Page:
These seven circles are Tamil Nadu, Bihar, Jammu & Kashmir, West Bengal, Assam, North East and Orissa.
With this, only the transaction in Andhra Pradesh remains to be consummated.
In April this year, Airtel, India’s largest telecom company, announced it was buying 20 MHz of 4G spectrum from Aircel Cellular in eight circles. The deal was dependent on the two companies getting regulatory approvals in each of the circles.
The purchase gives a major boost to the company’s attempts to boost its defences against attacker Reliance Jio.
Jio currently owns about 50-60% of the high-speed wireless data capacity in India, according to a recent analyst report. Much of its edge comes from the copious amounts of spectrum that it has as it is the only company which has pan-India 4G spectrum in the 2.3 GHz band.
Unlike other bands like 1800, the 2.3 GHz band is based on a single-block model, where the entire 20 MHz can be used for download traffic or upload traffic as the owner sees fit. In other bands, 5 MHz of spectrum is used for upload and 5 Mhz for download.
As a result, while typical download speeds on the 2.3 GHz network range between 30-65 Mbps, it ranges between 7-15 Mbps in other bands.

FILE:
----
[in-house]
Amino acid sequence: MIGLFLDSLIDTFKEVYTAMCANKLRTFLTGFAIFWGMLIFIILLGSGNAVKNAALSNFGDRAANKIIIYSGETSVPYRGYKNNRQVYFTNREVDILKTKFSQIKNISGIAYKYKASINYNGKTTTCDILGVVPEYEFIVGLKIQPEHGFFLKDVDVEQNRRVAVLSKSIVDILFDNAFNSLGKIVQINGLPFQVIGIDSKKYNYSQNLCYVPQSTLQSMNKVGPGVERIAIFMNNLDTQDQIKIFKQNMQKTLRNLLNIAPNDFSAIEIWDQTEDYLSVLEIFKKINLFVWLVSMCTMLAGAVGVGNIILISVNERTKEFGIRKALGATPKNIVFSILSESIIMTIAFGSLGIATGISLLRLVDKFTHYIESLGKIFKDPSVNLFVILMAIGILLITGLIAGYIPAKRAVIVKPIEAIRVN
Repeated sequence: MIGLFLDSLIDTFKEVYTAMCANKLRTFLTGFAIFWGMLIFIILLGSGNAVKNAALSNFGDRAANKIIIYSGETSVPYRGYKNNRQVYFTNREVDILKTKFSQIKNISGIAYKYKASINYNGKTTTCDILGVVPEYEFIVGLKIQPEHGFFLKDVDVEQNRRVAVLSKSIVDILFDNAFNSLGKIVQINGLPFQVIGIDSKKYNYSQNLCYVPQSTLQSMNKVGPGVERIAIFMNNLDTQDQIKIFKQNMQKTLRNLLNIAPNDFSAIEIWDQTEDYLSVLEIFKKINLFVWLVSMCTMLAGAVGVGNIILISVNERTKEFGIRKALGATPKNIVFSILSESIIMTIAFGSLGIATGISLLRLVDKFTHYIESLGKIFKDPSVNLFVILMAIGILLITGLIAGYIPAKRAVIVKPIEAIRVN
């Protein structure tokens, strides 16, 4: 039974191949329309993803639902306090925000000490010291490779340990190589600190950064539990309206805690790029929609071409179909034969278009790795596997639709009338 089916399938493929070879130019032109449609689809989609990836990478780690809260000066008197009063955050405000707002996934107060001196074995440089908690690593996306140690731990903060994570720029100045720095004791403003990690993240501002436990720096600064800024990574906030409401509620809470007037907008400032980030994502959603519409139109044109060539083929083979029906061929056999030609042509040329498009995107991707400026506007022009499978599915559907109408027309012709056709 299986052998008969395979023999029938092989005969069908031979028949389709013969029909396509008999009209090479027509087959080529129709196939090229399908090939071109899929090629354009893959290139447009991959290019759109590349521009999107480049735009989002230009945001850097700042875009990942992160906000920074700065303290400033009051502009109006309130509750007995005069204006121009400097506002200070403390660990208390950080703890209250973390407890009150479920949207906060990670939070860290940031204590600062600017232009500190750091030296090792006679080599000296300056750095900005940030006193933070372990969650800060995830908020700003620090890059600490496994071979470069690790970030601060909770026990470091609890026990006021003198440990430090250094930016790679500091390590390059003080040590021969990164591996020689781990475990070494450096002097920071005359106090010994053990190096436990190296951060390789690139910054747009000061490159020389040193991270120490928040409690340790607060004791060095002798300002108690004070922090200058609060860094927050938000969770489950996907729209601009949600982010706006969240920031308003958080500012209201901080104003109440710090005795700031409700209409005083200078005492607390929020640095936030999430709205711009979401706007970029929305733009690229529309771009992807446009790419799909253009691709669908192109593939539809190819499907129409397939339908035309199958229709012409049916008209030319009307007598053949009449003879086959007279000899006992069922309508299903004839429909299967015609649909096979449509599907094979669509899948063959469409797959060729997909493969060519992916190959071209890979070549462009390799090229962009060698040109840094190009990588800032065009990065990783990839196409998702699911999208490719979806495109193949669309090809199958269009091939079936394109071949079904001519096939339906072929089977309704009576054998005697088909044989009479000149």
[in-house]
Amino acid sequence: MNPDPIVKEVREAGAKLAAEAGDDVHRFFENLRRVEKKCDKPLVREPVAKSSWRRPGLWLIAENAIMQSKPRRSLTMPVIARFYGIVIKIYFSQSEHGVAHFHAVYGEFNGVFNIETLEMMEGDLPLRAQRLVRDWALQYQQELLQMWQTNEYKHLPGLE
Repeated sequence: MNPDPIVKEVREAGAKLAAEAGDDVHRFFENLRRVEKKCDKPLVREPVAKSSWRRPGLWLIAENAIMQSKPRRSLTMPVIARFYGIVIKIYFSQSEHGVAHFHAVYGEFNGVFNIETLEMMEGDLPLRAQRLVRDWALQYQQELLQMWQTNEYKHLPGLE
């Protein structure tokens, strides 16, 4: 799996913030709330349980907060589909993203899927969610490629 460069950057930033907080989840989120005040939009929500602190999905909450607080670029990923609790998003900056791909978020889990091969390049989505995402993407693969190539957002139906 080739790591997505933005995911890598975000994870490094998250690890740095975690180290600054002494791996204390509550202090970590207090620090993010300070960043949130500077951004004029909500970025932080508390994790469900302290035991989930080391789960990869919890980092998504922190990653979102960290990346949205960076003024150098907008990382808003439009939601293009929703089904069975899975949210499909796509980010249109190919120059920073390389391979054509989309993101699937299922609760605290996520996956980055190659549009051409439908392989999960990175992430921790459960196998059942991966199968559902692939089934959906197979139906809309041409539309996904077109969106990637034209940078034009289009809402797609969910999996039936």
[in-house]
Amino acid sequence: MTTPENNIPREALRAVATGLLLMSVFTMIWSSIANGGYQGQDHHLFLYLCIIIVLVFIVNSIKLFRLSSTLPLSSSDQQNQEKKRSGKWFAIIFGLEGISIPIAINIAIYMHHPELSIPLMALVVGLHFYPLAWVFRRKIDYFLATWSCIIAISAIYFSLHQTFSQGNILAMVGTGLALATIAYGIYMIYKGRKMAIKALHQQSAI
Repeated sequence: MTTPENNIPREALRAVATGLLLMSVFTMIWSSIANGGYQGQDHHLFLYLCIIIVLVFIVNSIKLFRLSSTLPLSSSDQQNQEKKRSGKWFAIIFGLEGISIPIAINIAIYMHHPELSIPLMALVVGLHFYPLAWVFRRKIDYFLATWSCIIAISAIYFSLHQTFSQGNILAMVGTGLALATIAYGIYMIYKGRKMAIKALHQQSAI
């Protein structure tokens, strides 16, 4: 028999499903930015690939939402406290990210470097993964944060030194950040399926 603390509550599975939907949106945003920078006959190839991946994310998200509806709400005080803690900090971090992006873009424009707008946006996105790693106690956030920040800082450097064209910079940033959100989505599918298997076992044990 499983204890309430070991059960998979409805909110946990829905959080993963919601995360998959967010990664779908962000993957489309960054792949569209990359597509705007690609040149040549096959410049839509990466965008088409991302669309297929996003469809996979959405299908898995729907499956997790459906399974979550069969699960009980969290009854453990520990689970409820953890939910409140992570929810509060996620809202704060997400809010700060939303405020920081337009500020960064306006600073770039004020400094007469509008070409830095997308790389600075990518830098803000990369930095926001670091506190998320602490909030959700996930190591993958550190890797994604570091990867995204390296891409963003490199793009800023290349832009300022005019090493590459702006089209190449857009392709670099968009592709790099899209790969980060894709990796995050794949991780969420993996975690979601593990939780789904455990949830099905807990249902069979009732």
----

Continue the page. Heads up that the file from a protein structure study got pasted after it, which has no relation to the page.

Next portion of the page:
With the acquisition, Airtel will have access to 2.3 GHz band LTE spectrum in all circles except three or four, making it a serious competitor to the Reliance Industries’ unit.
Vodafone, the No. 2 operator in India, is also keen on acquiring a pan-India foot print in the 2.3 GHz band, and had lobbied with the telecom regulator to ensure that the minimum bid size for the band remained at 20 MHz in the upcoming auction. This would have ensured that Bharti and Jio would not be able to bid for the same.
However, the TRAI did not accept the suggestion, and instead went with the suggestion by Airtel and Jio that the minimum bid size for existing operators need to be only 10 MHz.
This has set the scene for a battle royale in the 2.3 GHz band with Bharti and Reliance trying to increase their holding in the band to 30 MHz each, while Vodafone will try to ensure that it has access to at least 20 MHz of this spectrum across India.
Vodafone, which risks getting left behind in the 4G race in India, could also look at the adjacent 2.5 GHz band for getting its hands on cheap spectrum, but the company will face issues related to handset compatibility. Most 4G handsets in India support only 1.8 GHz and 2.3 GHz 4G bands.